In: Journal of Urban Technology, Vol. 4, No. 3, 1997, p. 47-60.
Research output: Contribution to journal › Article › peer-review
TY - JOUR
T1 - Tracking the net
T2 - Using domain names to measure the growth of the Internet in U.S. cities
AU - Moss, Mitchell L.
AU - Townsend, Anthony
N1 - Funding Information: In order to understand the significance of domain names, it is importanttounderstandthateverysystemontheInternethasaunique numerical address, for example 126.96.36.199. Because these numerical addresses would be quite difficult for most people to remember and use on a daily basis, the domain name system allows us to create and use intuitive names to address Internet systems. It does this by associating, or "mapping," an alphanumeric name, such as www.nyu.edu, to these purely numerical addresses. In general, a domain name represents a single organizational entity present on the Internet (e.g., a corporation, university, or nonprofit agency). Simply put, a domain name represents a naming authority—the ability and right to assign names under a certain hierarchy.Forexample,thenyu.edudomainencompassesallInternet activities at New York University and allows the organization that controls the nyu.edu domain to give its Internet-connected systems suchnames aswww.nyu.eduormailserve.is.nyu. edu.Noother entity can map a domain name that ends with nyu.edu to the numerical address of an Internet-connected system. IntheUnitedStates,nearlyalldomainregistrationservices from January 1993 through mid-1997 were provided by the InterNIC, a jointproject ofAT&T,GeneralAtomics,andNetwork Solutions,Inc., supported by the National Science Foundation. As a result, for the period in question, there exists a centralized, professionally administrated database of domain names that includes both the sponsor organizations and the addresses of those organizations. The completeness and geographical specificity of the domain name data set makes it a highly attractive preliminary tool for measuring Internet activity. Our primary measures have been of numbers of domains, domain density (the number of registered domains per 1,000 inhabitants of a city), and the growth of domain registration. Copyright: Copyright 2020 Elsevier B.V., All rights reserved.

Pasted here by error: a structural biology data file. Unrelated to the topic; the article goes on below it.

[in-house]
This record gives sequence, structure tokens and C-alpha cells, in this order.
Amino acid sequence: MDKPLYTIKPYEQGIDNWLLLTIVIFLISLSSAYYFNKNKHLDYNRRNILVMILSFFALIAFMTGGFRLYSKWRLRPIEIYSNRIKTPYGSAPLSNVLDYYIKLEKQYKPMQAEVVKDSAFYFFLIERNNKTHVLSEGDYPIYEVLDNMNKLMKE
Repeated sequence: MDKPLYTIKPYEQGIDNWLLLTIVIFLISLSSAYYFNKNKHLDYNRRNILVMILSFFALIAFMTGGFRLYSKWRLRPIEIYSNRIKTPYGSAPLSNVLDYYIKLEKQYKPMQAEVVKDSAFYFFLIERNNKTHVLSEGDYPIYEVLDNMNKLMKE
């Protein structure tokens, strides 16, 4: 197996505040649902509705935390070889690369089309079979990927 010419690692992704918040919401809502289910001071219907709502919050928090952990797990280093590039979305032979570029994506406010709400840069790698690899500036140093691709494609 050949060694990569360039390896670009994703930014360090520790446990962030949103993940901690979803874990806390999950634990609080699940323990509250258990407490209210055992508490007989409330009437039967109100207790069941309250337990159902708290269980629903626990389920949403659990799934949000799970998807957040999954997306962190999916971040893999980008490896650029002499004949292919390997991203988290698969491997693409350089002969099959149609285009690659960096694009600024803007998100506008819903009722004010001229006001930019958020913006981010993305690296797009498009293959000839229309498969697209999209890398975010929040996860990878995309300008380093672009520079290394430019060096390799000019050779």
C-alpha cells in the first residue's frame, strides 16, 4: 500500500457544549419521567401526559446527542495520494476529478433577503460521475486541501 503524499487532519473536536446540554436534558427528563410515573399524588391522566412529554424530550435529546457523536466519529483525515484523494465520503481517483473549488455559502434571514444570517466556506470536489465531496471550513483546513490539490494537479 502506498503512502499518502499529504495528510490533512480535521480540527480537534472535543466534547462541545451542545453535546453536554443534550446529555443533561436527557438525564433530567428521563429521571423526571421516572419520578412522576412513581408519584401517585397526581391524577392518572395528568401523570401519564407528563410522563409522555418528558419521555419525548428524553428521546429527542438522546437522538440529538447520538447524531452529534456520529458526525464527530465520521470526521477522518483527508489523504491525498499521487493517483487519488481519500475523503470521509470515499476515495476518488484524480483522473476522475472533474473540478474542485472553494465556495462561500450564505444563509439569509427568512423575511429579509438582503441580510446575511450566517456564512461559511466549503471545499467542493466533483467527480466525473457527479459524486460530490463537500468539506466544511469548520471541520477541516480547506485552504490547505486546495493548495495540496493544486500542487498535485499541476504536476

PY - 1997
Y1 - 1997
UR - http://www.scopus.com/inward/record.url?scp=0031314667&partnerID=8YFLogxK
UR - http://www.scopus.com/inward/citedby.url?scp=0031314667&partnerID=8YFLogxK
U2 - 10.1080/10630739708724566
DO - 10.1080/10630739708724566
M3 - Article
AN - SCOPUS:0031314667
SN - 1063-0732
VL - 4
SP - 47
EP - 60
JO - Journal of Urban Technology
JF - Journal of Urban Technology
IS - 3